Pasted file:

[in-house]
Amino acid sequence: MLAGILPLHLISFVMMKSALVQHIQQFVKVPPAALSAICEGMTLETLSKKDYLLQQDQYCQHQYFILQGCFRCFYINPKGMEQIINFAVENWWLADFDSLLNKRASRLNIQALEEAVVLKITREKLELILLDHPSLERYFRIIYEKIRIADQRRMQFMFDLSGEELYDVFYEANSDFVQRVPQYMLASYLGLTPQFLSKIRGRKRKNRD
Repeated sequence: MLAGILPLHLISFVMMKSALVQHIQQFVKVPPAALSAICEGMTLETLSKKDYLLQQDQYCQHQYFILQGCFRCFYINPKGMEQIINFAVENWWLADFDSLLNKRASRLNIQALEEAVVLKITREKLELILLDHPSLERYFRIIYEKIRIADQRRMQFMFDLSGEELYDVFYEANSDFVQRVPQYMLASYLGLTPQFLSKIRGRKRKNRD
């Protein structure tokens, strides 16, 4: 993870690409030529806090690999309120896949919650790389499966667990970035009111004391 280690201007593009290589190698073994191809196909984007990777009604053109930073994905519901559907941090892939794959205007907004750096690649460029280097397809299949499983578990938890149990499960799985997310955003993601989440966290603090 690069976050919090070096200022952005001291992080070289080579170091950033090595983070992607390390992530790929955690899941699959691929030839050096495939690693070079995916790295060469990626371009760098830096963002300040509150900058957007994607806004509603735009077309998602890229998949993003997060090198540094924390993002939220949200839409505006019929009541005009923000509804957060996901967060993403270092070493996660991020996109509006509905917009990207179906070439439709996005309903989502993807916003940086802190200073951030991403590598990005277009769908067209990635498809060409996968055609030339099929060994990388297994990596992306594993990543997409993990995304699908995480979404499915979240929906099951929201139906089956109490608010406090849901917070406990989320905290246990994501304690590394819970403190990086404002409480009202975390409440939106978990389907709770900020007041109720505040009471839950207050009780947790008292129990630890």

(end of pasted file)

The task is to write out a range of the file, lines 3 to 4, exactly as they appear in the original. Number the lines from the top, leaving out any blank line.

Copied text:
Repeated sequence: MLAGILPLHLISFVMMKSALVQHIQQFVKVPPAALSAICEGMTLETLSKKDYLLQQDQYCQHQYFILQGCFRCFYINPKGMEQIINFAVENWWLADFDSLLNKRASRLNIQALEEAVVLKITREKLELILLDHPSLERYFRIIYEKIRIADQRRMQFMFDLSGEELYDVFYEANSDFVQRVPQYMLASYLGLTPQFLSKIRGRKRKNRD
């Protein structure tokens, strides 16, 4: 993870690409030529806090690999309120896949919650790389499966667990970035009111004391 280690201007593009290589190698073994191809196909984007990777009604053109930073994905519901559907941090892939794959205007907004750096690649460029280097397809299949499983578990938890149990499960799985997310955003993601989440966290603090 690069976050919090070096200022952005001291992080070289080579170091950033090595983070992607390390992530790929955690899941699959691929030839050096495939690693070079995916790295060469990626371009760098830096963002300040509150900058957007994607806004509603735009077309998602890229998949993003997060090198540094924390993002939220949200839409505006019929009541005009923000509804957060996901967060993403270092070493996660991020996109509006509905917009990207179906070439439709996005309903989502993807916003940086802190200073951030991403590598990005277009769908067209990635498809060409996968055609030339099929060994990388297994990596992306594993990543997409993990995304699908995480979404499915979240929906099951929201139906089956109490608010406090849901917070406990989320905290246990994501304690590394819970403190990086404002409480009202975390409440939106978990389907709770900020007041109720505040009471839950207050009780947790008292129990630890």